Man-o-man was Muscle Beach the best. The original ‘Beach’ was just south of the Santa Monica Pier but by 1959 it became such a big deal that it was moved south to less developed land in Venice.
Established in the 1930s as a place to grease up and lift weights it became such a phenomenon that by 1955 it drew crowds of 10,000 on a big day. It has been often said that the physical culture movement in America sprang from this tiny stretch of sand. Vic Tanny, Joe Gold and Jack LaLanne could be seen pumping and primping. The greatest of them all was Steve Reeves.
Most of the power lifters were the size of gymnasts but Steve was considered a giant at 6’-1”. Although compared to The Rock at just a tad over eleventy feet tall I guess it isn’t that impressive now. Most folks today haven’t even heard of Steve but he actually had one of the most successful movie careers around. He made dozens of movies and in 1959 was the most highly paid actor in Europe. But you see that’s it. Who cares about Europe? Europe, shmeroup! In any case Steve was a glistening sword-and-sandal guy specializing in playing colossal gladiators, and other rippling he-men wearing a simple loincloth and half a pound of baby oil. It was Steve who convinced Sylvester Stallone to go into the movies telling him that it wasn’t about the acting (and in Stallone’s case it certainly wasn’t about looks).
Steve’s first movie was the 1955 Ed Wood classic, Jail Bait, in which he had a small part as a detective. But then bursting suddenly out of his shirt and onto the screen he hit his stride playing Hercules. His were Italian movies predating the spaghetti western. Italy was fertile ground for this bulging talent principally for the fact that Italian movies were filmed without sound. Really, no sound at all. They recorded it in postproduction. This is due to the fact that after the War (hey kids, this always means WW2) Italian Neorealist was a shoe-string affair and sound cost money. They turned it to a benefit and the movies were distributed all over the world in different languages. There was no attempt to sync the lips and the results are at once erratic and charming. Sort of like Muscle Beach.
Before it was discovered that the human body could be blown-up into comic book characters Charles Atlas advertised in actual comic books.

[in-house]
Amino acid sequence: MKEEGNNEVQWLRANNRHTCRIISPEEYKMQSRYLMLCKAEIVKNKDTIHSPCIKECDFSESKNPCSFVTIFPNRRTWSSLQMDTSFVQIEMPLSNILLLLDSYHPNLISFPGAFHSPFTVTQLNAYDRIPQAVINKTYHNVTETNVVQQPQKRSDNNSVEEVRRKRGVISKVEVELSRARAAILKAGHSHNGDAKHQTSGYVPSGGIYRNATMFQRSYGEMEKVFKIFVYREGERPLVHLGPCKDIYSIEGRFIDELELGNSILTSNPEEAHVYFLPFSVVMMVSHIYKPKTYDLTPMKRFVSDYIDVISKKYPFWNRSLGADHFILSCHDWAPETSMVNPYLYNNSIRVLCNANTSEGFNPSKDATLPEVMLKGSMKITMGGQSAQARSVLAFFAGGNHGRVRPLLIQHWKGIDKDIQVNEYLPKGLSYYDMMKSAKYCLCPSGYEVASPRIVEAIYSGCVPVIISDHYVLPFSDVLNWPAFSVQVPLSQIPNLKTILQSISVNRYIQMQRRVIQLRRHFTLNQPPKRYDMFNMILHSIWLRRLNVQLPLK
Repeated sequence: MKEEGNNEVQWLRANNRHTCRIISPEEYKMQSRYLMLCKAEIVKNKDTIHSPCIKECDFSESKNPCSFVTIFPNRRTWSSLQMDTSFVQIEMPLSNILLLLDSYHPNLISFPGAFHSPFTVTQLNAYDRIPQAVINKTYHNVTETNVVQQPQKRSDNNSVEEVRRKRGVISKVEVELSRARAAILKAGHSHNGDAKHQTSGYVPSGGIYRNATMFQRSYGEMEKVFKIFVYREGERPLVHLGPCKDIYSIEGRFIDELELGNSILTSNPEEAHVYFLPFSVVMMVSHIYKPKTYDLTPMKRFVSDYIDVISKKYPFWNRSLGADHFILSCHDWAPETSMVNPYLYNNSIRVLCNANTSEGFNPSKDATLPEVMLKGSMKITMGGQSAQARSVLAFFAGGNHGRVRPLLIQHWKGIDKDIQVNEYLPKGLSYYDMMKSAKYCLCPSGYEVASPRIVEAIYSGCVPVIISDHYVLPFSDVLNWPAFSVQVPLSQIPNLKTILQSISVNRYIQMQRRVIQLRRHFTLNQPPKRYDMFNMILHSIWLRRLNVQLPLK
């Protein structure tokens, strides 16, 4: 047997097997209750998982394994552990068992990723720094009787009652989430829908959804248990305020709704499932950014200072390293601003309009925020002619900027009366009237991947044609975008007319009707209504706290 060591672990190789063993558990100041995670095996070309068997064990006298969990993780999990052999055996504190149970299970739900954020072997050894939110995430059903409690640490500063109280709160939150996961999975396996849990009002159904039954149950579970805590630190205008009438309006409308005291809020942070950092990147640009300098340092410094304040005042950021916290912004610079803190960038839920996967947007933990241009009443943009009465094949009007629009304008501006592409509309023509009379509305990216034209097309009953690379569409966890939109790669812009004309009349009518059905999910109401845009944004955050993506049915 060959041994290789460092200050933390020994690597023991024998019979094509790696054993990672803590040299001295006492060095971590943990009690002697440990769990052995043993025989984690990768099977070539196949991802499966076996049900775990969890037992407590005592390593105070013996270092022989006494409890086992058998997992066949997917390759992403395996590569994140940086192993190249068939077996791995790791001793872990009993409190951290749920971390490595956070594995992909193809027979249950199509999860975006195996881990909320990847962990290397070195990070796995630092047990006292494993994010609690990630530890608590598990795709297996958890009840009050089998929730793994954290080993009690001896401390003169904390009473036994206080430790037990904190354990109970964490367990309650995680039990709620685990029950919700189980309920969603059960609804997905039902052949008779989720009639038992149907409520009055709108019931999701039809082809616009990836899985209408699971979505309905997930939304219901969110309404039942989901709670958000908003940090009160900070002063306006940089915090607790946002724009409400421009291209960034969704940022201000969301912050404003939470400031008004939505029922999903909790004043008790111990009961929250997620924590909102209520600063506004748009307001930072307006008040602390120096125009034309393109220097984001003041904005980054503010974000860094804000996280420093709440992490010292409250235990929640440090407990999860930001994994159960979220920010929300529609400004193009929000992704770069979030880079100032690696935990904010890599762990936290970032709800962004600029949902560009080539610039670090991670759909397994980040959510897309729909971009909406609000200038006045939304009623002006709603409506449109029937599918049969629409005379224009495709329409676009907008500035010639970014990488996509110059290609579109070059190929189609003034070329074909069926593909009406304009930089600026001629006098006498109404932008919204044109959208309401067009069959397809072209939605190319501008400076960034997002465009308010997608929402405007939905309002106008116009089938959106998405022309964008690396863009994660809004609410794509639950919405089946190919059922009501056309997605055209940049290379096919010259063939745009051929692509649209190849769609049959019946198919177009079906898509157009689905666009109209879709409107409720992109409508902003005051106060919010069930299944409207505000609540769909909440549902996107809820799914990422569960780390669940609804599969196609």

The famous take was a skinny kids gets sand kicked in his face at the beach and with just “15 minutes a day” you could become the bully.
Long before Schwarzenegger and Hulk Hogan showed up in the 70s there was a real innocence at The Beach. Of course that could be because I was kid. But it’s more than that. They didn’t just lift weights but also performed elaborate gymnastics and erected spectacular human towers so the performances had a carnival air. Back then, no doubt, some of the body builders were using dare I say it? … DRUGS! to make their muscles bigger. I mean look at Steve. It’s like he was hot-cast in bronze. Back then no one cared about steroids. But, and this part was scandalous, a few (read most) of these fellows were psst, psst (whisper) homo-sexual! Now if that news got out it would really rock the house, or in this case, the sand. Today gay is passé and it’s the juice that’s scandalous. Next, I fully expect pork rinds and Ritz Crackers to make a comeback as health food.
It’s hard to believe now but back when Liberace was famous many of his fans didn’t realize he was gay. Hummm. somehow I don’t think they were looking very closely.
There were lots of women body builders as well as men and there were even little kid body builders. The women were generally quite tiny with dramatic chests.
Near the end of her million year career of Mae West recruited at Muscle Beach for talent for her traveling stage show. She reprises songs long thought buried and as far as I know she is still touring at the age of about 130. In this clip from 1977 she stars as a 20-something at the age of 87 with Timothy Dalton and Ringo Star.
Today Muscle Beach is pretty tame though you can still find a lot of Instagram candy featuring chisel-cut abs and greasy skin.
The sun has set on old Muscle Beach but the memory lingers on.